By David Delabassee-Oracle on Feb 19, 2015
...well almost! There are still some minor processes to go through before they are published as official RFCs but the IESG has formally approved the HTTP/2 and HPACK specifications! So clearly, it’s safe to say that HTTP/2 is done! And given how vital the HTTP protocol is in today’s world, this is really important news.
The fact that HTTP/2 is binary based (Vs. HTTP 1.x being text based) removes lot of technical barriers that (text-based) HTTP 1.x had and allows the introduction of new capabilities. Those new capabilities (e.g. stream multiplexing over a single TCP connection, stream prioritization, server-push, etc.) are more than welcome as they will reduce the overall Web latency. HTTP/2 will also help to get rid of the various “hacks” (e.g. file concatenation, domain sharding) that were put in place to work-around the HTTP 1.x limitations (e.g. Head-of-Line blocking).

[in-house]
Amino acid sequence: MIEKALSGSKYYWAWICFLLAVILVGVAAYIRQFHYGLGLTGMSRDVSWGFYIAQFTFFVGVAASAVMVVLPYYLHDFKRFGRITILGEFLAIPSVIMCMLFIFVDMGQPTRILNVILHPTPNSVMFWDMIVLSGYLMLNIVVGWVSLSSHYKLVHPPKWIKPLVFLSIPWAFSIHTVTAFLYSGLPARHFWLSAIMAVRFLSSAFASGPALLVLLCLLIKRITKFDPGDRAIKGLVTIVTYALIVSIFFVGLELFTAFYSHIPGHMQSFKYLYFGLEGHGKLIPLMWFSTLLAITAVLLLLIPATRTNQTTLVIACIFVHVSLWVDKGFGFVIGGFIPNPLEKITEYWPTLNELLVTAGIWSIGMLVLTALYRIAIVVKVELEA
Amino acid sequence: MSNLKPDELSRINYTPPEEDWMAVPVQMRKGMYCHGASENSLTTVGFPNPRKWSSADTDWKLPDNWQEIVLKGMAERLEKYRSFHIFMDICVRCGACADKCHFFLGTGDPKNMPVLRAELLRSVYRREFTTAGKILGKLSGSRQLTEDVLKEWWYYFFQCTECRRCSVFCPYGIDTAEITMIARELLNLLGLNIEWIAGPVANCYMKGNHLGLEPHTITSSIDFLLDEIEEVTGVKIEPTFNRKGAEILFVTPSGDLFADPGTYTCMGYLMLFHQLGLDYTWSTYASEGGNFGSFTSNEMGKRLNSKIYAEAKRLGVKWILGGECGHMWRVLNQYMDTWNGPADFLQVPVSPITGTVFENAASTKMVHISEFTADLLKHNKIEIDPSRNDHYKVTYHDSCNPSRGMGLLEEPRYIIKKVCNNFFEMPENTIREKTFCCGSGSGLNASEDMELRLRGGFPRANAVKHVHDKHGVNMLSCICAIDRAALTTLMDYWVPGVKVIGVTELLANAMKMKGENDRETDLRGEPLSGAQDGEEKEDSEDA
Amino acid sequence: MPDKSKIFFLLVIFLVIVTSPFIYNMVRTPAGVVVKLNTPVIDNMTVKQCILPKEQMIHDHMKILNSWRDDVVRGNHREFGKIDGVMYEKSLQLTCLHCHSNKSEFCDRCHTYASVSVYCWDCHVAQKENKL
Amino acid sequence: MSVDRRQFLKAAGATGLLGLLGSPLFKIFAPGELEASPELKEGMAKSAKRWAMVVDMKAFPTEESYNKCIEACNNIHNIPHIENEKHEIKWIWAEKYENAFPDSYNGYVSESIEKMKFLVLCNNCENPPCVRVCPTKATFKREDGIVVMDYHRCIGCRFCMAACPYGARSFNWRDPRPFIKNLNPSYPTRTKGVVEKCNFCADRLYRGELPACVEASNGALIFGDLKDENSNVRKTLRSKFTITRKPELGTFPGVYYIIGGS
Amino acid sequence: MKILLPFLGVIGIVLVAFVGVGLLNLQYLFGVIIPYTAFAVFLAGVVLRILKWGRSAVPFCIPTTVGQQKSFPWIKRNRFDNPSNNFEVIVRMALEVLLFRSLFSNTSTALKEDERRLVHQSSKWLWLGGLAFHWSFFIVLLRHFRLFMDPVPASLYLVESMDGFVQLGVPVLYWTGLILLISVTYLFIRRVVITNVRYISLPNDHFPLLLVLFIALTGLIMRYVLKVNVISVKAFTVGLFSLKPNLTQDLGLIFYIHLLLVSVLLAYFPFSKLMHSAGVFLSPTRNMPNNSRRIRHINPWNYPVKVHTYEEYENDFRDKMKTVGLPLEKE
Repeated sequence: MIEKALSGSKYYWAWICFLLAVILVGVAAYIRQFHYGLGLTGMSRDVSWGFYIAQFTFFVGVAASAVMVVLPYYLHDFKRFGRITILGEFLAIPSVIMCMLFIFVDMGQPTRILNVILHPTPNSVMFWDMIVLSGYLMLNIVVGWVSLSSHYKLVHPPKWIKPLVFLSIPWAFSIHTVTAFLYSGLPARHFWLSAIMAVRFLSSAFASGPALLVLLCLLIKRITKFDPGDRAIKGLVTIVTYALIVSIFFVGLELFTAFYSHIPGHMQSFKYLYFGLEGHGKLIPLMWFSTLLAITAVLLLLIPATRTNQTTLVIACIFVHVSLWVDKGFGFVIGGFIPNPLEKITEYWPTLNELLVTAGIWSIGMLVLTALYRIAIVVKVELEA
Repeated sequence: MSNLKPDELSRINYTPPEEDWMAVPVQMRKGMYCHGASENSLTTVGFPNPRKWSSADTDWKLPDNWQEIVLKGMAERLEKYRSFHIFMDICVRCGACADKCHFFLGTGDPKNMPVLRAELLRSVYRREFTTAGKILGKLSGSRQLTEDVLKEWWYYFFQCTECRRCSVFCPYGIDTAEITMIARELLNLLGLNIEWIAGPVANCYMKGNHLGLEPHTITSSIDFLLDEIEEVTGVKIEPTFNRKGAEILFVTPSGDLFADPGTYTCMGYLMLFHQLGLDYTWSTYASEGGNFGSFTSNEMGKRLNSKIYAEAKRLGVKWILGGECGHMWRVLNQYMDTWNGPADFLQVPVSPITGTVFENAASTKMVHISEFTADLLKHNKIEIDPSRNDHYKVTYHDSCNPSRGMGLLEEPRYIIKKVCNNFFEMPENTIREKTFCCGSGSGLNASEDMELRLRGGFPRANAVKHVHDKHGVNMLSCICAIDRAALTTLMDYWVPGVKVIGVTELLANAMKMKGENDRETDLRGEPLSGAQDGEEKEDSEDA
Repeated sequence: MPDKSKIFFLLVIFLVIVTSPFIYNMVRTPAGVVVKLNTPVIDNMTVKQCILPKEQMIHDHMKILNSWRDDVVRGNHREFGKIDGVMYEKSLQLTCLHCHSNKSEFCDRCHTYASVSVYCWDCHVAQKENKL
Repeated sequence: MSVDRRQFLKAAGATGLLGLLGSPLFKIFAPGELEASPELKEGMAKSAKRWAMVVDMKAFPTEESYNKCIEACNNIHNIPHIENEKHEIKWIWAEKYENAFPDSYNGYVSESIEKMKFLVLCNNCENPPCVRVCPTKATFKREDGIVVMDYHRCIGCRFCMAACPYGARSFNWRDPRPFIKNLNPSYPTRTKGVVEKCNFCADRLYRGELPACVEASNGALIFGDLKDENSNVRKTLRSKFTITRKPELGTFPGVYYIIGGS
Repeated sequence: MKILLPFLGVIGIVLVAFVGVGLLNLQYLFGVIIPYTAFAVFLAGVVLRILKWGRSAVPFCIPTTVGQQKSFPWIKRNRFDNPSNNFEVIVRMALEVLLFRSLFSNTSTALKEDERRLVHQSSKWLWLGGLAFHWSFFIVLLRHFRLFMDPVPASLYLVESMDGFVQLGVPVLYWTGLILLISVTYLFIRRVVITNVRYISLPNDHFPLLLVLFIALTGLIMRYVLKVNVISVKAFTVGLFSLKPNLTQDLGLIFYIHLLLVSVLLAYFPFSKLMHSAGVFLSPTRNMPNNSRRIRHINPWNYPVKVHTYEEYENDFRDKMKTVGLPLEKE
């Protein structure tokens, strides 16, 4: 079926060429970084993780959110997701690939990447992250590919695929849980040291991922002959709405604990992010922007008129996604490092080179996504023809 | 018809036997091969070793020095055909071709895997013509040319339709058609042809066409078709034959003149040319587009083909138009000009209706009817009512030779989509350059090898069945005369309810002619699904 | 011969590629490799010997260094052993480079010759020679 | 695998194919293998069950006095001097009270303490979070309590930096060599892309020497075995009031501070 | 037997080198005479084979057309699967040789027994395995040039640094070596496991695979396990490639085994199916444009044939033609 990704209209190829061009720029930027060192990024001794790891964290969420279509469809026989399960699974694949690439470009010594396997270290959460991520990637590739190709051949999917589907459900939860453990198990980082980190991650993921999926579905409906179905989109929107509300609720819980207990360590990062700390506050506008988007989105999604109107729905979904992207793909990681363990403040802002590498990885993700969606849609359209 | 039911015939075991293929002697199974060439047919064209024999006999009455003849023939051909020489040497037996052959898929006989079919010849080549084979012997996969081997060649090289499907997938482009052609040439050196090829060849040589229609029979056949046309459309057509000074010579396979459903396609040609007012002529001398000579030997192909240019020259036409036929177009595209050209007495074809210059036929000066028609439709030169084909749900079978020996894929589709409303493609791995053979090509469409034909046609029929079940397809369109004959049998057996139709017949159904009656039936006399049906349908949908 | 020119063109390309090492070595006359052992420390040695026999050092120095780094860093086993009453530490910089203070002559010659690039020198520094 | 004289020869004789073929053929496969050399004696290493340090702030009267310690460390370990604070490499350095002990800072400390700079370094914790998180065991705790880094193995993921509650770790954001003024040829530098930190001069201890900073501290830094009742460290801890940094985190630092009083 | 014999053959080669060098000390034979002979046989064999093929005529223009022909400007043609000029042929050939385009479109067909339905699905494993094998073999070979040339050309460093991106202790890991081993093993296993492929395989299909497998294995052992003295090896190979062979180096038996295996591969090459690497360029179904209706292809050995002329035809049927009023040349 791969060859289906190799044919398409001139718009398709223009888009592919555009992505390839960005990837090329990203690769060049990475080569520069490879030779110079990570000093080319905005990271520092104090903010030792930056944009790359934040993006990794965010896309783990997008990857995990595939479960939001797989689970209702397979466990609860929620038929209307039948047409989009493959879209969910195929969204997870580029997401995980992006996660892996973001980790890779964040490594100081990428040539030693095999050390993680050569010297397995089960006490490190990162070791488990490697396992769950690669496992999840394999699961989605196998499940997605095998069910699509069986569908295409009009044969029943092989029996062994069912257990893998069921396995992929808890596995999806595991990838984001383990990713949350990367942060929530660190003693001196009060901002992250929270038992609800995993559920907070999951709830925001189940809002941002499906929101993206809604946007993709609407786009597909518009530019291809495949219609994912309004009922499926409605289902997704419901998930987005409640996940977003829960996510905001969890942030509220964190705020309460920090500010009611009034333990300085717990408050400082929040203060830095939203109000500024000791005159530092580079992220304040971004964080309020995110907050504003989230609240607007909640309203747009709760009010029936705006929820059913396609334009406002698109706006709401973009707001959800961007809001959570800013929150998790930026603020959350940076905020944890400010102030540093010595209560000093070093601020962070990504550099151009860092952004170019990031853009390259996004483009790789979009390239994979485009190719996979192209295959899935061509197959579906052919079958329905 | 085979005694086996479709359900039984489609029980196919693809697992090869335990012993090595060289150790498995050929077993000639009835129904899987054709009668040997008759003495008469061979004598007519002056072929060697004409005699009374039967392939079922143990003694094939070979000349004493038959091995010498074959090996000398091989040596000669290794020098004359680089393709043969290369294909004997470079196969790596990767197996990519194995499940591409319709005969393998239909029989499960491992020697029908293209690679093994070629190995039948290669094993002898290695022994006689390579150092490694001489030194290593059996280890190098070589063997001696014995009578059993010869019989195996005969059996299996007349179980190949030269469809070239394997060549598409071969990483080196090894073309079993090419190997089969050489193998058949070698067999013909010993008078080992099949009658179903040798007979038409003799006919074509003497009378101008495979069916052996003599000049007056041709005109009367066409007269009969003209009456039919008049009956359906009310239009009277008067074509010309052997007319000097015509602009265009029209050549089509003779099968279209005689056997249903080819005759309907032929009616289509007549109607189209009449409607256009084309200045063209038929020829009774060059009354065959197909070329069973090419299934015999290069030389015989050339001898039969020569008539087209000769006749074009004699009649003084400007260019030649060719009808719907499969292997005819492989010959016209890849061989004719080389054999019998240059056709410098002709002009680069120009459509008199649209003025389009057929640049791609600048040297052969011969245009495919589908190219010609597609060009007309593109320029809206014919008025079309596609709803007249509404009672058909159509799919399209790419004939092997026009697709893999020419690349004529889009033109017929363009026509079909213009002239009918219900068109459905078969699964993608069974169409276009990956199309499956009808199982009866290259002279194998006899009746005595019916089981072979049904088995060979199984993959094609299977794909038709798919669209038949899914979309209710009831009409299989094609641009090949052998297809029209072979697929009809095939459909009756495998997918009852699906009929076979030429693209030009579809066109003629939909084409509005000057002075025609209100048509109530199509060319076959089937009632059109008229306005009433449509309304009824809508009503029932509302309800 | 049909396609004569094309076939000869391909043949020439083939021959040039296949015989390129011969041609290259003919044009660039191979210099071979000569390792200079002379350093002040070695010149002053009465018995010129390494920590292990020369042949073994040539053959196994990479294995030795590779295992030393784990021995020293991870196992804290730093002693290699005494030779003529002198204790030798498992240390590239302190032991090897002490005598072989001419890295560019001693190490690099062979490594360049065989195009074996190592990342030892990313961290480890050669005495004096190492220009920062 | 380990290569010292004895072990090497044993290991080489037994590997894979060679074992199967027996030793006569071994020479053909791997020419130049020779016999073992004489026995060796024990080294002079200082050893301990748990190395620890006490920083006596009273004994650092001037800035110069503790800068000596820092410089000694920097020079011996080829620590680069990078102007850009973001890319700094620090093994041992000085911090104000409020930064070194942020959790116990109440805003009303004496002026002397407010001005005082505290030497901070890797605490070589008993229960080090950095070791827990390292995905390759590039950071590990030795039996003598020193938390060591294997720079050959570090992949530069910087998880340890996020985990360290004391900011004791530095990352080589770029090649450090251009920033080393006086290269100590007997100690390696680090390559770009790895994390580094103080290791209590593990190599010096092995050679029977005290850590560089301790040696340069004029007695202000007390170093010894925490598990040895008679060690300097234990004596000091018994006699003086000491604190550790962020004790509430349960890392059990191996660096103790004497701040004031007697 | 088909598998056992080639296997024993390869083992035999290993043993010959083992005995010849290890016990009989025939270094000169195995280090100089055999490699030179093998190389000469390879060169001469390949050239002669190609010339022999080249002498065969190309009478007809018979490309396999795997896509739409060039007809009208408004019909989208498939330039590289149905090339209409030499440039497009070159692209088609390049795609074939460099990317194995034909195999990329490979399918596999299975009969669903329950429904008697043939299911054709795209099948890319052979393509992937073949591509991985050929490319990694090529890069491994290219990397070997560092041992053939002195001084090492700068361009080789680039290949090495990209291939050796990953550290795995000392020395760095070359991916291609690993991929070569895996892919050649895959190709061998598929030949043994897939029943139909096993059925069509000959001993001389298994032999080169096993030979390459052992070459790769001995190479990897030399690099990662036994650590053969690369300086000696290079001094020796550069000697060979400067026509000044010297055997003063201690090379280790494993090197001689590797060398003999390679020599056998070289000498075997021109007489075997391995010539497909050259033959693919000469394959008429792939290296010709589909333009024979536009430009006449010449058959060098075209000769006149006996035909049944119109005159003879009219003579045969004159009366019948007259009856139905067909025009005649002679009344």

HTTP/2 maintains a high-level compatibility with HTTP 1.x and preserve a lot of its predecessors concepts (e.g. URI, headers, etc.). So from a Java EE developer point of view, the HTTP/2 impact will be relatively minimal and only a few HTTP/2 aspects will be exposed to the developer through the Servlet API (Server-Push & Stream Prioritization). This work is conducted right now in the Servlet 4 (JSR 369) Experts Group (see EG discussions here).
And even if you are not a Web-tier developer, it is important to understand HTTP/2 and what it brings. For that, you are strongly encouraged to watch the session that Ed Burns and Shing wai Chan (Servlet 4 Specification Leads) gave during last JavaOne on HTTP/2 and the Servlet 4 plans (slides here).